Postscript: When I was the brigade fire support officer for 1st Brigade, 3d Armored Division, the brigade’s tactical operations center (TOC) consisted our four armored, tracked command post vehicles (M577 if you’re interested, do a Google search to find a pic). They were my vehicle plus one each for Operations, the engineer section and the S2 Intelligence section. The S2 officer and all three section soldiers were females. Whenever we occupied a new position, it always took the S2 section about 15 minutes longer than the rest of us to get ready to fight because of the manual labor involved in setting the TOC up.
Understand, none of the women ever complained, none were slackers and all were pretty good soldiers and did a good job in their specialty. They were simply too bodily small and under-muscled to keep pace with the men of the other sections. Usually the operations and engineer troops would finish their setup and then help the S2 section.

Women understand they can’t keep it up, and further the ones who try find out in short order and move out of it.  So as Donald Sensing points out, this means there’s no real change here.  The social engineering cannot conquer actual physical fact, no matter how much they push it and decorate some poor girl who gets to be their guinea pig.  Is it possible that some genetic freak will be able to pull it off?  Sure, it can happen.  Sometimes a child is born with no eyes, too, that doesn’t mean that should determine policy for all children.
Another concern Captain Petronio brings up is this:

Who is driving this agenda? I am not personally hearing female Marines, enlisted or officer, pounding on the doors of Congress claiming that their inability to serve in the infantry violates their right to equality.

And she’s right, soldiers aren’t demanding this.  There was no massive demand for women in combat.  There was no legislative agenda, no mandate, no voice of the people, no military desire for it.  It is simply people who never have been in the military, let alone faced combat who are backing it.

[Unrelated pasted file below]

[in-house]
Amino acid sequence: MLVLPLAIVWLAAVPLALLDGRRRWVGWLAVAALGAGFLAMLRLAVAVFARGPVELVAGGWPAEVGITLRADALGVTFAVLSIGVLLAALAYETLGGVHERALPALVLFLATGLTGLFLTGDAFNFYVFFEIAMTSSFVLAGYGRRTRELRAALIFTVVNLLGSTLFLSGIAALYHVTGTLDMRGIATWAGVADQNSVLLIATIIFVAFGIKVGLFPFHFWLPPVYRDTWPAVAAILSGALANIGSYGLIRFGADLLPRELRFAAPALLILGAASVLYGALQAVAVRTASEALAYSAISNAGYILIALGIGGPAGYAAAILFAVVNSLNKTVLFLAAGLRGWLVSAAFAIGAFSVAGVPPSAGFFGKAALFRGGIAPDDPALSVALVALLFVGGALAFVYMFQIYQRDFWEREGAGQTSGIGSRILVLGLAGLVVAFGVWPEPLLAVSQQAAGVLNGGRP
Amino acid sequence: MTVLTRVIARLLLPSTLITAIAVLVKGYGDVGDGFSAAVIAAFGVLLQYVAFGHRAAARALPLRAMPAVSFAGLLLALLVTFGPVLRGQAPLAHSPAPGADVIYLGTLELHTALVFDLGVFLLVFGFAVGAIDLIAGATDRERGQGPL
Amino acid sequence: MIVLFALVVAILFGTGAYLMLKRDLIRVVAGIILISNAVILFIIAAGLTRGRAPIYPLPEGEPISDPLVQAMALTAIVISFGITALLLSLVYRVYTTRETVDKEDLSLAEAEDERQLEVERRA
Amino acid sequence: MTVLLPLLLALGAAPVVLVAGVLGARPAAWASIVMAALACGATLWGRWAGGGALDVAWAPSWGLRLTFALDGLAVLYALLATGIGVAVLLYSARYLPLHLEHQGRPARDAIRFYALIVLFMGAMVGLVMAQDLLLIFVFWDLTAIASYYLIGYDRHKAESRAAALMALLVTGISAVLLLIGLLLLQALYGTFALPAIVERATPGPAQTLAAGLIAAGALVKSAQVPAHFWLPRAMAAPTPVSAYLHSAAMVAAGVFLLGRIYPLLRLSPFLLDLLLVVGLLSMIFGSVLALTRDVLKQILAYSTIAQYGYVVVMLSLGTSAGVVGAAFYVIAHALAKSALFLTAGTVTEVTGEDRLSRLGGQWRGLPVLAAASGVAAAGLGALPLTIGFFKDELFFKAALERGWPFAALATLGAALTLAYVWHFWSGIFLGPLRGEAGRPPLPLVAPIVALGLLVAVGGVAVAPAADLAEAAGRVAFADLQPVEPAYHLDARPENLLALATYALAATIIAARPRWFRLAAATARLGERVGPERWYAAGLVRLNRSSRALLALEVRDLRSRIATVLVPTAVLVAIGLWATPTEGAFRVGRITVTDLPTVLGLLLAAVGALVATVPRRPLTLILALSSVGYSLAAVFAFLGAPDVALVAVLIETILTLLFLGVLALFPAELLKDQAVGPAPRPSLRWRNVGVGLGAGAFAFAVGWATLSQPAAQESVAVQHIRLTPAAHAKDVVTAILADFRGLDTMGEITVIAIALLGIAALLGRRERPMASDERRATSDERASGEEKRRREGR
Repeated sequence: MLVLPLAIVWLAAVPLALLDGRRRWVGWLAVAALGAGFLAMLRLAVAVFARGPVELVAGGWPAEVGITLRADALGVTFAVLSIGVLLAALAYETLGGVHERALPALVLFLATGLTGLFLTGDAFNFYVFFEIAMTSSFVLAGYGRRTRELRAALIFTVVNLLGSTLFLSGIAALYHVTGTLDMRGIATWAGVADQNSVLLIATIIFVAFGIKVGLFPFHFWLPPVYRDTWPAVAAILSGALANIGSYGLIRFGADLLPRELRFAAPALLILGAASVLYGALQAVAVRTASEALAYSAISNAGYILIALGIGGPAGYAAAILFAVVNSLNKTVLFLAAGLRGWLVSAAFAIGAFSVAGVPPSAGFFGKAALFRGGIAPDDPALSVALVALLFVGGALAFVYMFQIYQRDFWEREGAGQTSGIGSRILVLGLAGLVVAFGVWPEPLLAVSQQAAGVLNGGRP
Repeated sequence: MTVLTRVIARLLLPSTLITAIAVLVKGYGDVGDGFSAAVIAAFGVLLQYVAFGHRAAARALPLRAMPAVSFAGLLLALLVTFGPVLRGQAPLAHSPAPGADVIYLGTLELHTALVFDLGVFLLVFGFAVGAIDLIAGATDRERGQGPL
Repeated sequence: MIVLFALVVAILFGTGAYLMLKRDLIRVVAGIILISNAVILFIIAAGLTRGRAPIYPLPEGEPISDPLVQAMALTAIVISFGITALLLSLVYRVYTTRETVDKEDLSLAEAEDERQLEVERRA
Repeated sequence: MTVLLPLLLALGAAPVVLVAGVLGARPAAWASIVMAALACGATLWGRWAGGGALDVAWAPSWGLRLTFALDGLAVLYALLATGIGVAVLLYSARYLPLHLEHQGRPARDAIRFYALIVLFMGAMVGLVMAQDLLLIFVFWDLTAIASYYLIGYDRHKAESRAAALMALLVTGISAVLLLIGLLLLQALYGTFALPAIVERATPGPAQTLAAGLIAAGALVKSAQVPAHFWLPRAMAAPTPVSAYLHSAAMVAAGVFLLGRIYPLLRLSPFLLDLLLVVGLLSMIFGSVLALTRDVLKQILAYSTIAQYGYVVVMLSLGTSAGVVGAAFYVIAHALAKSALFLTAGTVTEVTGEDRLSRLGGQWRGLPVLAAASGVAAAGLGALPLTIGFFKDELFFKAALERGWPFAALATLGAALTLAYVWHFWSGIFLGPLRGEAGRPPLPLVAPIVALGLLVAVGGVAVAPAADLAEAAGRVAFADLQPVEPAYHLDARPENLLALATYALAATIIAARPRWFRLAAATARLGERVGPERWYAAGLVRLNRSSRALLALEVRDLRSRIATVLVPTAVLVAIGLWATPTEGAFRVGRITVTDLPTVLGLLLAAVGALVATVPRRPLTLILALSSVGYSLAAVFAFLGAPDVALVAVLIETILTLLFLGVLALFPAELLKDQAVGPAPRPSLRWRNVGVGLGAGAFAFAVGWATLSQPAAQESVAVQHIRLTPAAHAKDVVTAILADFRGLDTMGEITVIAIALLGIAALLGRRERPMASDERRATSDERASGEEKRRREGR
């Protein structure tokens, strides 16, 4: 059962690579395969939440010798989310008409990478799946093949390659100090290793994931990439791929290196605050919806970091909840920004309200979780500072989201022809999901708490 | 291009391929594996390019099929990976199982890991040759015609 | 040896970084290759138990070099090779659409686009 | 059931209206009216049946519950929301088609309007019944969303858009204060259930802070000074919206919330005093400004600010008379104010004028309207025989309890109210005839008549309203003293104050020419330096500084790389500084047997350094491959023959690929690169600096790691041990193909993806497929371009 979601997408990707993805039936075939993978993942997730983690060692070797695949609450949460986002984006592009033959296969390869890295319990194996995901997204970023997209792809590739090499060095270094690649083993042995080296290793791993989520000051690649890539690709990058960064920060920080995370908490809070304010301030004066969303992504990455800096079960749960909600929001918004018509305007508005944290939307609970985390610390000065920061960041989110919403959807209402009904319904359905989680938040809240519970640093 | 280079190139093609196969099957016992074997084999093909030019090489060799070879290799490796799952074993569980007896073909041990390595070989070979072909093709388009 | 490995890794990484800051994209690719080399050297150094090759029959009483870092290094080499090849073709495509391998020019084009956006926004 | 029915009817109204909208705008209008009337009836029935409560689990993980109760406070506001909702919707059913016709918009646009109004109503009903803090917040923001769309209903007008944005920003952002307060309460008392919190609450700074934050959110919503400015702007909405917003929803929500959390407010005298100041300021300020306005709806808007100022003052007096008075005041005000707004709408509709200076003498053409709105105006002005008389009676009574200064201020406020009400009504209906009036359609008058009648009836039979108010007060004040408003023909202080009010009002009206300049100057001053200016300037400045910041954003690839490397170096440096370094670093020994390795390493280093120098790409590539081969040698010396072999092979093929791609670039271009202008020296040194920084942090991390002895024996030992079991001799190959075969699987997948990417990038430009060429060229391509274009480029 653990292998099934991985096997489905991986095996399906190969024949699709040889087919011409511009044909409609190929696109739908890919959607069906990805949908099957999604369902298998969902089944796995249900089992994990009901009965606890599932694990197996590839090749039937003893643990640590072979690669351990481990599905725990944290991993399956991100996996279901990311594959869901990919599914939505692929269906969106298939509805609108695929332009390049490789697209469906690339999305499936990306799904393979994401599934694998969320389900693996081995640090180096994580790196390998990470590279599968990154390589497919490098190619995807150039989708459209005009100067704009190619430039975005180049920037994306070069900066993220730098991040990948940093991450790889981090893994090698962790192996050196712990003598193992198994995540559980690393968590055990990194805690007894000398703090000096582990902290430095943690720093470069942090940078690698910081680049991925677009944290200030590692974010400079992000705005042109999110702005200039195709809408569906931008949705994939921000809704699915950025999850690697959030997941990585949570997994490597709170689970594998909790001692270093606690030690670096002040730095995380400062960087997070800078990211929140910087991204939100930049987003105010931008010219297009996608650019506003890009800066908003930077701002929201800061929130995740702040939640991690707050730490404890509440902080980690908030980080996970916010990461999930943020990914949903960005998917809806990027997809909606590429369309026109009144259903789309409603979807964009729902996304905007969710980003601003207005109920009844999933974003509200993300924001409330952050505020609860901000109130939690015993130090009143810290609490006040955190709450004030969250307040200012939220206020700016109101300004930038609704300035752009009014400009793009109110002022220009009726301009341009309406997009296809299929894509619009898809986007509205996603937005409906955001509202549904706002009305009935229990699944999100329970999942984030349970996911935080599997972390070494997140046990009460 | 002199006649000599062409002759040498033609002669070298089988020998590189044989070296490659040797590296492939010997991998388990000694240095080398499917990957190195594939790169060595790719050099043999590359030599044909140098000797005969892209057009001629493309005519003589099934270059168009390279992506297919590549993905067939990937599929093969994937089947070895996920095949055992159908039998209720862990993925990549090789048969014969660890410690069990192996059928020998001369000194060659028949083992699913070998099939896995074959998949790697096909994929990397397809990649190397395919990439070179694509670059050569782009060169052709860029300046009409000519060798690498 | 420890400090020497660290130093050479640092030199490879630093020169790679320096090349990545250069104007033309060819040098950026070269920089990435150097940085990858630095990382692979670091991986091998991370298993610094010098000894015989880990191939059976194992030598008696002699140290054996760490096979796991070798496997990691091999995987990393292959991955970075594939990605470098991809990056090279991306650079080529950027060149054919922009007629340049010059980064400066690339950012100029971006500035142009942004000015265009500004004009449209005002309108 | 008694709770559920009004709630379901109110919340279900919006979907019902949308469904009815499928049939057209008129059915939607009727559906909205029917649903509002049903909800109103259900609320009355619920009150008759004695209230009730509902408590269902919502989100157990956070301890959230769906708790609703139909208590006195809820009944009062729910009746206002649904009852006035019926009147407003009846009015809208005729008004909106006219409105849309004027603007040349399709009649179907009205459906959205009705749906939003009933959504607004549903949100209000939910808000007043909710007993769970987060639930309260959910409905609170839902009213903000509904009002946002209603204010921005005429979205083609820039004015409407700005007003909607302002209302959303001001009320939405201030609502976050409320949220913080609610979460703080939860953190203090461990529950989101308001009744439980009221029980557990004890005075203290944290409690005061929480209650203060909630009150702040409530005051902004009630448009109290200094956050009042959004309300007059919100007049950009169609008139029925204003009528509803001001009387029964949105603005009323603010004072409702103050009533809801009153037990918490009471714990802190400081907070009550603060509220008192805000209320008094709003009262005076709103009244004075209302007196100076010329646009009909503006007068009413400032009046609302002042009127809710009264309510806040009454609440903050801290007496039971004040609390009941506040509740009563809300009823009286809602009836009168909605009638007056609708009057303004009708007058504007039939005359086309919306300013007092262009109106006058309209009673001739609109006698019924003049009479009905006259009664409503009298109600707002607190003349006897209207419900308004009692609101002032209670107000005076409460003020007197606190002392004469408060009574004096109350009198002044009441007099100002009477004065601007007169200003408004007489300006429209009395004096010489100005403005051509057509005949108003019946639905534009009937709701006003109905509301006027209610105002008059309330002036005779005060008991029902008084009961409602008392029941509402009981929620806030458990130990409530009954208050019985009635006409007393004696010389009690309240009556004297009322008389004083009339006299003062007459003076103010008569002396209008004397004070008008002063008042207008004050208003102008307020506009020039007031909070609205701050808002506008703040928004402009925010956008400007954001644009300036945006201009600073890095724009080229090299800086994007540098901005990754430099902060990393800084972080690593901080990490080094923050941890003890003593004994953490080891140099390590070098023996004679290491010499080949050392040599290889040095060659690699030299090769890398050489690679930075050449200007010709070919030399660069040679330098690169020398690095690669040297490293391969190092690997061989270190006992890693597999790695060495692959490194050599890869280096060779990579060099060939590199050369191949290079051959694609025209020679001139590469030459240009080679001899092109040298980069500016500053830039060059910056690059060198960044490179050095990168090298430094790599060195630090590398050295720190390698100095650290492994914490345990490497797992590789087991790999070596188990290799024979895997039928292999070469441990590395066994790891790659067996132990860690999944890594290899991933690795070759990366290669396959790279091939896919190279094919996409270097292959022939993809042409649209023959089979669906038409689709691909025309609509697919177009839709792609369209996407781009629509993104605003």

Remember the whole “chickenhawk” argument, that it was only people who didn’t risk their lives who demanded war?  Remember the old hippie complaint that its old people who send young people to die?  That’s you, Obama administration.  You’re the ones sending women to die, in a way and place God willing you’ll never face personally.  This isn’t something that came about due to any military need, its an agenda by the hard left in charge of the government.
And as I said in November, expect more of it.  Expect the whole ancient, awful list of leftist pipe dreams to run down the line from reparations to gun control, watch for it all before the end of this administration.  When President Obama said he wanted to “fundamentally change America” he wasn’t just making a speech.  That is his driving goal.
And when its all said and done and people are looking on in shock and horror, don’t blame me.  I didn’t vote for the guy even once.  A bunch of you out there did, though.  Thanks a lot.  When it all happens I won’t say “I told you so” any longer.  Everyone should know by now, should have known in 2008.  If they don’t, there’s no reaching them anyway.


January 25, 2013

“Mathematics is a game played according to certain simple rules with meaningless marks on paper.”
-David Hilbert

I just saw this today on Izismile, and while I’m not interested in testing it out, the post shows three examples of it working.  The picture claims:

It was a bit puzzling to me until I worked it out.  They are using colors to indicate the location of the number (red for tens, blue for ones in the first number, for example).  They create a crosswork pattern with lines indicating the numbers by color, so the first number is horizontal, one red line and three blue.  Then the second number is vertical with one green line and two black.
Then the intersections are counted up, in a pattern like a % sign, the top left pattern has one intersection, the top right and bottom left combined equals five, and the final bottom right contains six.  You write those down in order and get the result.
Its a very odd, pictoral way to teach multiplication and while it has the advantage of being quite simple and graphic, which appeals greatly to some people, it has severe limitations.  For example, working with very big numbers requires a pretty large chart:

Second, if you want to multiply several numbers instead of just 2 you have to do it in a series of twos.  And finally, because you’re not learning how to work with numbers, its going to cause some serious problems later when you get into more complex math like algebra.
Its interesting, though.


January 22, 2013

“We’re hardwired not to always think clearly when we’re scared, and the country’s scared.”
-President Obama